Skip to main content

Setback for skills council

University teacher trainers refuse to support proposed 'employer-led' body for lifelong learning. Steve Hook reports

Plans for a post-16 sector skills council have suffered a fresh setback as the project meets opposition from universities which carry out teacher training.

The latest attack on the proposed lifelong learning sector skills council comes from the Universities Council for the Education of Teachers.

In a statement issued this week, UCET said: "No other section of the teaching profession has an employer-led body endorsing its qualifications.

"Indeed, there is a better argument for locating further education work under the auspices of the Teacher Training Agency.

"If higher education did form part of an SSC, there is a danger that, because of its higher political profile, it would tend to dominate proceedings.

"It would be extremely damaging if the new body were to be seen as invading territory that had only recently been assigned to the fledgling legislatures in different parts of the UK.

"UCET therefore has too many reservations to lend its support to the development of an SSC for lifelong learning."

The comments have alarmed the Further Education National Training Organisation (Fento), which has worked hard with Hesda - the Higher Education Staff Development Agency - to keep the universities on board.

While Hesda represents universities as employers of lecturers, UCET represents their interests as teacher trainers.

David Hunter, chief executive of Fento, said: "I am concerned about their position and we would like to talk further with them and see how we can move this forward."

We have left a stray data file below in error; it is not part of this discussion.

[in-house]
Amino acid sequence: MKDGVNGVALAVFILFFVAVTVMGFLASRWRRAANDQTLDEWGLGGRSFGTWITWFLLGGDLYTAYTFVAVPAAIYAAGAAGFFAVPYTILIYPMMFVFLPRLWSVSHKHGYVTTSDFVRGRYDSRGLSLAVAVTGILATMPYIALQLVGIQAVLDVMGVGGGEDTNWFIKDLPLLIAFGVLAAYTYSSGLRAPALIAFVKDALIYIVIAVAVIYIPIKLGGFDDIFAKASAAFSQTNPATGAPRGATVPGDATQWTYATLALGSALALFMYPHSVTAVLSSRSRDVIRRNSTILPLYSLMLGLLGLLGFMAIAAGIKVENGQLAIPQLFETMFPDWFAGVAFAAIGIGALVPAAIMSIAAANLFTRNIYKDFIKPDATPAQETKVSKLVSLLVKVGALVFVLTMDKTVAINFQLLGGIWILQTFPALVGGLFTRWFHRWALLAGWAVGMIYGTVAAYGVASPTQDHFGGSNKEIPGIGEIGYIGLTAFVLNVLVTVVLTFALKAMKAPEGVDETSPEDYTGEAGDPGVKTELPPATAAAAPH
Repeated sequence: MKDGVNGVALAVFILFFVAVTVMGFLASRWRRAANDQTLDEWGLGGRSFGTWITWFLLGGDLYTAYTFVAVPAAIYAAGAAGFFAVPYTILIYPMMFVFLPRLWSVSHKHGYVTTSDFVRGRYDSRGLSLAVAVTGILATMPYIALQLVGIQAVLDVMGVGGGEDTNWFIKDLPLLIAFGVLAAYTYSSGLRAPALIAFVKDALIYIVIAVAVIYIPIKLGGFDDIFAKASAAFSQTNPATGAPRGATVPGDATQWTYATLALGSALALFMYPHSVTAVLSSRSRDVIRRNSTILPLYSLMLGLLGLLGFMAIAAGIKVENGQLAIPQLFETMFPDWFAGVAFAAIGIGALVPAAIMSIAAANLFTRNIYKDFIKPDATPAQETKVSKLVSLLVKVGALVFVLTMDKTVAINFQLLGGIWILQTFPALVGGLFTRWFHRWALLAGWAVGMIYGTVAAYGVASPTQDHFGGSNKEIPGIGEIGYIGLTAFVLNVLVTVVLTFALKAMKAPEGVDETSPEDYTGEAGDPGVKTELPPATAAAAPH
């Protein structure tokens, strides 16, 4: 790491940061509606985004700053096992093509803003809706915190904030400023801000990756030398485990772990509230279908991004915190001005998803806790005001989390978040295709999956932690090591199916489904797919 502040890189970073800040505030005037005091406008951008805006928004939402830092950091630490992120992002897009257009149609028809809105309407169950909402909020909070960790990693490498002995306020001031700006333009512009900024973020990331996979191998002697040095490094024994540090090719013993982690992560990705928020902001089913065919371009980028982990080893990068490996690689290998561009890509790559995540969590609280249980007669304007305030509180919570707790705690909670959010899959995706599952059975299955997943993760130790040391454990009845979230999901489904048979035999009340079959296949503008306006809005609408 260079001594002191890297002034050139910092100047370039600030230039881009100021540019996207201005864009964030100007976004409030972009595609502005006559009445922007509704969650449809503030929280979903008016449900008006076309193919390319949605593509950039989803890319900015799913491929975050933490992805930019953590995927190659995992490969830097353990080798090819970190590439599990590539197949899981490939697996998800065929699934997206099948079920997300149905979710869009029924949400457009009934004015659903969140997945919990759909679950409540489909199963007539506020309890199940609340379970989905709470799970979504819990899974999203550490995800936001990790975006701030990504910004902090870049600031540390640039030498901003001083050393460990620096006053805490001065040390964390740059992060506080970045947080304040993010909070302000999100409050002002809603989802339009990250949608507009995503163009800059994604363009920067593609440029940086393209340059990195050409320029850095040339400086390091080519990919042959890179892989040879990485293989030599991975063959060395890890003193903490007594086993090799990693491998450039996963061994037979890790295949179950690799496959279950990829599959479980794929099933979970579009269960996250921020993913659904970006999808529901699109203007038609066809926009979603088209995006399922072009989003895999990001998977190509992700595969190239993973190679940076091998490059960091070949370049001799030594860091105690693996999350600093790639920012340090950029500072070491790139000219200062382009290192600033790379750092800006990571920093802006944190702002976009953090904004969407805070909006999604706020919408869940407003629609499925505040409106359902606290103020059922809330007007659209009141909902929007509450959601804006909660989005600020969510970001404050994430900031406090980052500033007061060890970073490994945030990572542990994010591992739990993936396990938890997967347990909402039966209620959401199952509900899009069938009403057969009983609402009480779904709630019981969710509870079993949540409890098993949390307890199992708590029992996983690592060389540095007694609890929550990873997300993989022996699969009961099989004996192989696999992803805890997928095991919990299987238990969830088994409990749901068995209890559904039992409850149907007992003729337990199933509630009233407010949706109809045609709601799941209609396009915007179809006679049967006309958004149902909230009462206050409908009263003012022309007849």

Colleges in Northern Ireland and Wales have gone public with their concerns that the fledgling SSC is too big and should not have been expanded to include libraries, in-house training and youth work.

ANIC, the Association of Colleges of Northern Ireland, and Fforwm, in Wales, both told FE Focus the project had grown too large. English and Scottish colleges have already raised similar objections.

John Darcy, chief executive of ANIC, said "We would have hoped progress would have been very much smoother. It would have been better for us to get on with this as a smaller grouping and for others to come and join us later. I think it will be difficult to untangle it now.

"This has increased the amount of time it is going to take. It seems it has grown out of all proportion."

Fforwm says it still has not heard the results of the Windsor conference three weeks ago, which was supposed to create agreement on the way forward.

Department for Education and Skills officials are known to have been working on a press statement outlining the outcome of Windsor, although it has not been released.

John Graystone, chairman of Fforwm, said: "We are concerned about being overwhelmed by England.

"With the wider scope, there are more likely to be vested interests and things will get bogged down.

"It might have been better to start small and then allow the thing to expand."

The four associations representing colleges in the UK countries meet in Newcastle, Northern Ireland, next week to discuss whether they are prepared to go any further with the enlarged SSC or insist on the original model - involving HE, FE and private training companies.

The clouds which famously gather over the Mountains of Mourne, overlooking Newcastle, could prove a bad omen for ministers.

One insider told FE Focus: "You can't afford to ignore the position of, effectively, all but a few of the colleges in the UK."

Between 20 and 30 SSCs are to be created, replacing the 72 national training organisations which acted as the voice of employers in helping to set standards and influence government policy on training.

It is intended that the SSCs, by being smaller in number, will take more account of industry sectors which are closely related.

It was originally intended to have a single SSC for the whole of education, including schools. But the DfES feels this would create too large an organisation.

Log in or register for FREE to continue reading.

It only takes a moment and you'll get access to more news, plus courses, jobs and teaching resources tailored to you